We see now what form content takes, from the former to the current paths by which it is processed for distribution. And now it appears folks are just starting to hear about Dolby MAT, Metadata-enhanced Audio Transmission. Depicted as otherwise elsewhere, Dolby MAT is neither a codec nor a format. While Dolby MAT utilizes an encode/decode algorithm, it is constrained within a closed environment, devoid a final analog stage. Dolby MAT might be defined as an encode/conversion/transport/conversion/decode process, a “bridge” created between compatible Dolby MAT devices for any of the three codecs Dolby has designated to deliver Dolby Atmos content to the home, Dolby Digital Plus/JOC, Dolby TrueHD, and with ATSC 3.0 tuners, Dolby AC-4. Dolby MAT takes advantage of the high-capacity lanes provided by the eight, 16bit, 192kHz audio carrier lanes in the HDMI standard, starting with HDMI 1.3, and aggregates the bandwidth of multiple lanes to establish a data transport layer.
The explanations above for each Dolby codec depicted Dolby Lab’s expansion ambitions at each stage, unrealized when the technologies first made inroads into the marketplace. We now see how they unfolded to dramatically enhance the theatrical experience and why that technology was intended for and has made it into the home – including Dolby Vision.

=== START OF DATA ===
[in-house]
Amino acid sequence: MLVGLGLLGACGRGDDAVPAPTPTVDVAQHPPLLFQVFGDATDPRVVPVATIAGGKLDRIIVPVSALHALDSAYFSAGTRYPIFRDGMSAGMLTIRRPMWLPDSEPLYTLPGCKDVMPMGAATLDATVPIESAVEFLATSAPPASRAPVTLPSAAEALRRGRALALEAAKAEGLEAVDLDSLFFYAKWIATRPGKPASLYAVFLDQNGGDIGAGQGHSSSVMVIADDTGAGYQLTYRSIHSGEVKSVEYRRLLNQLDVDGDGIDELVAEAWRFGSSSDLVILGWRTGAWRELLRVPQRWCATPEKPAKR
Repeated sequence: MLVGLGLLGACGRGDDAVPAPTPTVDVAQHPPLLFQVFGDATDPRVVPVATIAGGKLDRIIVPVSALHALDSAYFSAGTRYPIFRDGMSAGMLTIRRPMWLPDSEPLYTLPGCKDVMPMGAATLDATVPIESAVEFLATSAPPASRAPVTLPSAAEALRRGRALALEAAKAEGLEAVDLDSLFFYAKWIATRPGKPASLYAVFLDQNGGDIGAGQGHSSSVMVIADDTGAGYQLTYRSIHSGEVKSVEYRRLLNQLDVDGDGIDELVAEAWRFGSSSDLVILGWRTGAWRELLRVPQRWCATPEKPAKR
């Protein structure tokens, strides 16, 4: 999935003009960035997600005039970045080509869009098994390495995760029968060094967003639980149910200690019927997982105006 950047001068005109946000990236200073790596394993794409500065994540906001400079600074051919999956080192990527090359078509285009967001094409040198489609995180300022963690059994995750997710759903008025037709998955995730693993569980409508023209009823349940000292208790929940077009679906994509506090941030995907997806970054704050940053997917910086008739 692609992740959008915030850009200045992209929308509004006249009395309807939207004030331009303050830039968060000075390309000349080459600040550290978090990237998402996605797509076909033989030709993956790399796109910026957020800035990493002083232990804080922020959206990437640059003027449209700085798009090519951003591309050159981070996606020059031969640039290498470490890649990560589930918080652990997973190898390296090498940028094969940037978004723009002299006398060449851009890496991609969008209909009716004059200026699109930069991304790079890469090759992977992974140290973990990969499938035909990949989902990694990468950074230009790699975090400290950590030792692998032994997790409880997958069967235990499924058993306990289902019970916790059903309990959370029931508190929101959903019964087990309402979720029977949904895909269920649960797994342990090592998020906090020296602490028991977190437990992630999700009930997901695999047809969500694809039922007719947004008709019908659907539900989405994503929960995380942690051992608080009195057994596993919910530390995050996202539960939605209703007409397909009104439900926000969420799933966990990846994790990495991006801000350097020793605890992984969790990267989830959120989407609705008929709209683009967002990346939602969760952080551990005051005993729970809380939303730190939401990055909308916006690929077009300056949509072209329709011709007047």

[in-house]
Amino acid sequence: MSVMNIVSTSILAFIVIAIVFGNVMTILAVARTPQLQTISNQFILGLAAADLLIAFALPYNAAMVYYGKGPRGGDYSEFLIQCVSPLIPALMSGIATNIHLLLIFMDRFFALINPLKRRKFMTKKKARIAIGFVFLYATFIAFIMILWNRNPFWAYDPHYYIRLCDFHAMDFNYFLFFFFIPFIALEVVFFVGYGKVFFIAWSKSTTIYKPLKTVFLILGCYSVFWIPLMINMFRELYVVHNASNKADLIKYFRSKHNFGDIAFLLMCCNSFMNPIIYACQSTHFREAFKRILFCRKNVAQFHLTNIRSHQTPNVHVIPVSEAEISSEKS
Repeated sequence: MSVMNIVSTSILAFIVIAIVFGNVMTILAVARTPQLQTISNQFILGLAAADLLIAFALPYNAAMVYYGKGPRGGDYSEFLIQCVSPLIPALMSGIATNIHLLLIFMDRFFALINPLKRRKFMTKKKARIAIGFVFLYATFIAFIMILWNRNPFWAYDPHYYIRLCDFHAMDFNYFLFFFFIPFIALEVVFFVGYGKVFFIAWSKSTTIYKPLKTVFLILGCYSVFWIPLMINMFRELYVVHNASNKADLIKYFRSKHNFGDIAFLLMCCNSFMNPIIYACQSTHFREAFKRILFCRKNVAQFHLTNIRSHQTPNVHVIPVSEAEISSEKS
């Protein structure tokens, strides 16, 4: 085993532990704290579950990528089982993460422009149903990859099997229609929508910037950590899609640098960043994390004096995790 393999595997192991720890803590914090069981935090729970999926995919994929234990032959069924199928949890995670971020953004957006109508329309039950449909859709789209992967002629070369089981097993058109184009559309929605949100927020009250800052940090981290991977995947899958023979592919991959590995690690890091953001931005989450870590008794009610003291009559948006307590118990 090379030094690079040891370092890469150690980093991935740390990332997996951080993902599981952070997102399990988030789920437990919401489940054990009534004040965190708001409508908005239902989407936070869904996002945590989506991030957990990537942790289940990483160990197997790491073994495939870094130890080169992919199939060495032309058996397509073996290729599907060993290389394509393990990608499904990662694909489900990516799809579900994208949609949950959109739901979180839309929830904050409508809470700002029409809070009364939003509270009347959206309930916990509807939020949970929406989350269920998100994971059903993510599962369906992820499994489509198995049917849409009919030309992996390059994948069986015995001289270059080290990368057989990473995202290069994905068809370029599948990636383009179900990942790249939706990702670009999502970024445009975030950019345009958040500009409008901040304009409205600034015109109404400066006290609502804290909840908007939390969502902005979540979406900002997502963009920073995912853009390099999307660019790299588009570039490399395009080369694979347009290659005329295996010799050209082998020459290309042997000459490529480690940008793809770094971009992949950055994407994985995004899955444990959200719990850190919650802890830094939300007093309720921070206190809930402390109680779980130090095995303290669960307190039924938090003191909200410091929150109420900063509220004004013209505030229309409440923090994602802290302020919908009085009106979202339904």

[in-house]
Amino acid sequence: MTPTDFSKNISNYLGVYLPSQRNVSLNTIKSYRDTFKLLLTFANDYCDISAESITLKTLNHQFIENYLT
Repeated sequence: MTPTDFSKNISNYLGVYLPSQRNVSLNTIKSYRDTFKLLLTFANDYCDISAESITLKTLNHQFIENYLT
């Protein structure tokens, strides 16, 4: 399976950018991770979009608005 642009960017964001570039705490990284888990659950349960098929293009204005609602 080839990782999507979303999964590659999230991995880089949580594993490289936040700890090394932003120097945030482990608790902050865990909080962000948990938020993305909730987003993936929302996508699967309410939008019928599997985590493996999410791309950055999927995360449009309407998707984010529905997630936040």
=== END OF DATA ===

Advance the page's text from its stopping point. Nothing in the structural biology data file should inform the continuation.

Let’s illustrate Dolby MAT using an UHD Blu-ray player as an example. A Dolby MAT encoder is resident onboard the player and packs the variable bit-rate, Dolby TrueHD bitstreams for output. Within the MAT encode process, the bitstreams are encoded into encapsulated MAT frames, converted to LPCM and ferried over HDMI 1.3 or later using a fixed bit-rate, into a compatible AVR/processor with a Dolby MAT decoder that unpacks and converts the MAT frames into the original Dolby TrueHD bitstreams. The set-up configuration of the AVR/processor determines which bitstream is selected for decoding into analog and routes signals to assigned channels.
At the introduction of Dolby Atmos, Dolby MAT technology was expanded to support encoding and decoding of Dolby Atmos metadata incorporated in lossless pulse-code modulation (PCM) audio. Dubbed Dolby MAT 2.0, an essential key benefit is object-based audio information is dynamically encoded in real time by the source device, limiting latency and reducing processing complexity.